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Who Has Your Data?

Why Sending KPIs and Customer Data to Third Parties Might Be a Bad Idea

Here’s the question – if a stranger asked how much revenue did your business make yesterday, would you tell them? If a stranger said ‘can you give me your customer list’ would you?


We live in a world where increasingly our information is being sold and distributed. We sign up for a valuable service and another part of my customer database lives in another place. We automatically click the ‘Agree’ to every privacy policy and terms and conditions agreement because we’ve been trained to do that.


I recently read a blog article for the “23 Must-Have Alexa Skills for Your Small Business” to see what I could/should be doing with Alexa that I’m not already doing.


One solution that caught my eye enabled sending your KPI information to Alexa so you could get a business briefing. This was a useful function, so I dug in a little further to see how it worked.

The first thing that I learned was that this specific company was not a free Alexa skill, but integrated with their platform which was a paid service for $29/month. It was a free trial disguised as a free service. Ok, I get that a guy needs to eat (to me, the price point is high for the value it provides and the SMB gets killed $10, $20, and $30 at a time every month) but if it gives you $29 of value, fine.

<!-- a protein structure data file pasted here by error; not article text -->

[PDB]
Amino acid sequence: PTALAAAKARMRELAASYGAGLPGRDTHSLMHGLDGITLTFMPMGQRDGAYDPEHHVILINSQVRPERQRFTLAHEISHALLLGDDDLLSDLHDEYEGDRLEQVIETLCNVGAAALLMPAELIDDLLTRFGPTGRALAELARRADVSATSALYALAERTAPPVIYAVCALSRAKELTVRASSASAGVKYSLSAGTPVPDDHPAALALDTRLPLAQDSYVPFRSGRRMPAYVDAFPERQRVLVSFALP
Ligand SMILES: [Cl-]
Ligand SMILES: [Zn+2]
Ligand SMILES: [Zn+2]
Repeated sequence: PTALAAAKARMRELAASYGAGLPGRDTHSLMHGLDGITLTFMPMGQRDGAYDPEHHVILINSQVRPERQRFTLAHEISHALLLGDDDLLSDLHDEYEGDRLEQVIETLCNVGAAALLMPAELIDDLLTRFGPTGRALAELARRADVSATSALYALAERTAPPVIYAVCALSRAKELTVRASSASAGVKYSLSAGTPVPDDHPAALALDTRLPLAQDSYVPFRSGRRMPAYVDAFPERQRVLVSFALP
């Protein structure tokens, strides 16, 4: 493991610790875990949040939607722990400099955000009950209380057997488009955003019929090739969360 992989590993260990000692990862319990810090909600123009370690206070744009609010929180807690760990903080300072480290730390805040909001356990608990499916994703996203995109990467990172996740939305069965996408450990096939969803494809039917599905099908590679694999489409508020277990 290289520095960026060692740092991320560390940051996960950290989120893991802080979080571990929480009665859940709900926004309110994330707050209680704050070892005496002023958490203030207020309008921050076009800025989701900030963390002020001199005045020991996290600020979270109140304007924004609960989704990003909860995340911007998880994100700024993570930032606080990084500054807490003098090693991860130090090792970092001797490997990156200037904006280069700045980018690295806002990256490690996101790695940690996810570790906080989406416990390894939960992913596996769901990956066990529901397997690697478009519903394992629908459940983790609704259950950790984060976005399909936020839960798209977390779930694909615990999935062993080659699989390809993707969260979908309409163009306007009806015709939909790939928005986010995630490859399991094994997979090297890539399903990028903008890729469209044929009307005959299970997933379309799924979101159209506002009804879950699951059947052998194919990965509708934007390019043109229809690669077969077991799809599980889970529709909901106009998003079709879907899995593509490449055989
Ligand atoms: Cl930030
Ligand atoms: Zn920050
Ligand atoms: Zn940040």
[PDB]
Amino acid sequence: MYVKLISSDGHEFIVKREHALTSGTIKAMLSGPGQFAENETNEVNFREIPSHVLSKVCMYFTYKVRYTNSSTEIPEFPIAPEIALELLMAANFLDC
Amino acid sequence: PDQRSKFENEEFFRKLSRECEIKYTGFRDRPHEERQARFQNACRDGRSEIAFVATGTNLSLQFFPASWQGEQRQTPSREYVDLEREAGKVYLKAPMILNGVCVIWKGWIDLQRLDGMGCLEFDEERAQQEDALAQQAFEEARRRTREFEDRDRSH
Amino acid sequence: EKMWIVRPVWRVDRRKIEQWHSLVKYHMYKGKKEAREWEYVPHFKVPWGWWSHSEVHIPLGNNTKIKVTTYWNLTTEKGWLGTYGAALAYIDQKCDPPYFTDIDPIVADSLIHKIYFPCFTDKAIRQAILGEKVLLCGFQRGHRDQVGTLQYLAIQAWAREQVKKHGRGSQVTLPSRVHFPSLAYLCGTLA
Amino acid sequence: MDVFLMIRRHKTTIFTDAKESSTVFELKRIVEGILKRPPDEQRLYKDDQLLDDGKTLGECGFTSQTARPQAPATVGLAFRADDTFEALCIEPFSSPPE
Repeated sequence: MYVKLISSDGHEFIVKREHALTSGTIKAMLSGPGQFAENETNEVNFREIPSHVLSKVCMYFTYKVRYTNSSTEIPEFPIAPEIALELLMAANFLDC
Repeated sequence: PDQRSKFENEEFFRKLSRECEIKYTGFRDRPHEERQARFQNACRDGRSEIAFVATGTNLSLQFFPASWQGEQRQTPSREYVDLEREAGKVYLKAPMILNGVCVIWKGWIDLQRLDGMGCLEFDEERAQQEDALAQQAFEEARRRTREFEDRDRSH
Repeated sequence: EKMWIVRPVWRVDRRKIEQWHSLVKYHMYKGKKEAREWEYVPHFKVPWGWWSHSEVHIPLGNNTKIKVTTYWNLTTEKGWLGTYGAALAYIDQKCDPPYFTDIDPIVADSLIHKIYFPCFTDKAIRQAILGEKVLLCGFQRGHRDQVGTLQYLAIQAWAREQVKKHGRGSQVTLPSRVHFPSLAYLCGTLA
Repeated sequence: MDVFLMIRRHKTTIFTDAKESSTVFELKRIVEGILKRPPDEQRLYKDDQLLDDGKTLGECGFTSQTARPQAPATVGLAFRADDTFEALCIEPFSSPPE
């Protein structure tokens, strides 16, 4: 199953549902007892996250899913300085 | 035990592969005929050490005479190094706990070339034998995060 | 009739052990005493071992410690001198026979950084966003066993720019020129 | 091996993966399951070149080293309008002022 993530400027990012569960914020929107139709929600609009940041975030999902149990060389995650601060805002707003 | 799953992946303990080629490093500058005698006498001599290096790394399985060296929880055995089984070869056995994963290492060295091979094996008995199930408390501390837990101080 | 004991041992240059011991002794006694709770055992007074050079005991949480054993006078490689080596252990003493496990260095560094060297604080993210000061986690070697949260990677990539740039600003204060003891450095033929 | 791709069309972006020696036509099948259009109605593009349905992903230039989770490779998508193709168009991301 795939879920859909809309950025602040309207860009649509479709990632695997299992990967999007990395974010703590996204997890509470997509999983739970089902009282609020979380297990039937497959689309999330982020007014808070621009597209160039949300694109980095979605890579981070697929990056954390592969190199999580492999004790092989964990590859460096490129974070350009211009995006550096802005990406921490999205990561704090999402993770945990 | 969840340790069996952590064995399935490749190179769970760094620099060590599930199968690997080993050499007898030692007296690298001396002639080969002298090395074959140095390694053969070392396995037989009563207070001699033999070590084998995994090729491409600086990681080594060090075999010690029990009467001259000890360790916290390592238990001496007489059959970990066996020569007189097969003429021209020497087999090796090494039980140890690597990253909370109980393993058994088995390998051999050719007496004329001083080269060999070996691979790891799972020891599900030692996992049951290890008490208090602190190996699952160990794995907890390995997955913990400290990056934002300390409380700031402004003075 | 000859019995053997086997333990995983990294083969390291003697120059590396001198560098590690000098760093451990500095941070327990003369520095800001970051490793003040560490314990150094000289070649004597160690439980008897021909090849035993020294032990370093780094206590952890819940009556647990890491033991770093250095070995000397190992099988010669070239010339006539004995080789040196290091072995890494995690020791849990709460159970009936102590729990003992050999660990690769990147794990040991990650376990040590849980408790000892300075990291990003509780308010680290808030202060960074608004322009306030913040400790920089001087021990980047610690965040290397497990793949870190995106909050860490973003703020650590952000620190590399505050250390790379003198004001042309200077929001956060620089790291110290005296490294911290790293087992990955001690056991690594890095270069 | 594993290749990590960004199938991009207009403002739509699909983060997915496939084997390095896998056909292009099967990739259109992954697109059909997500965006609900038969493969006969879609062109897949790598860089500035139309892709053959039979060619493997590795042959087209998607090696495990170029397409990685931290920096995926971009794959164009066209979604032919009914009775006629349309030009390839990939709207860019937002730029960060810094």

Then I was curious and looked at their privacy policy:

Here’s the interesting thing. This data isn’t personal. They can sell it, share it, give it away, even post it publicly if they wish.

According to this Medium article (I’m not a lawyer) When B2 Data is Personal Data and What That Means With the GDPR

  • Sole traders and partners = treat as personal data
  • Personal business data (e.g. an individual’s email address) = personal data but you can market relevant services, but provide an opt-out
  • Generic business data = you can market, but provide an opt-out

I went to the Alexa skill and gave it a poor rating in the hopes that it would inform others about their lame privacy policy and the risk of the information that they are exposing. I also published a reply to the article itself in the hopes to educate someone before they click the ‘Add Skill’ button.

So, ask yourself before you send your data somewhere that you don’t control: 


  • Can this data be sold?
  • If this data were hacked, could it hurt my business?
  • Could the company who is hosting my data use my data for their own purposes?


If so, you may want to think twice when you don’t control the database.

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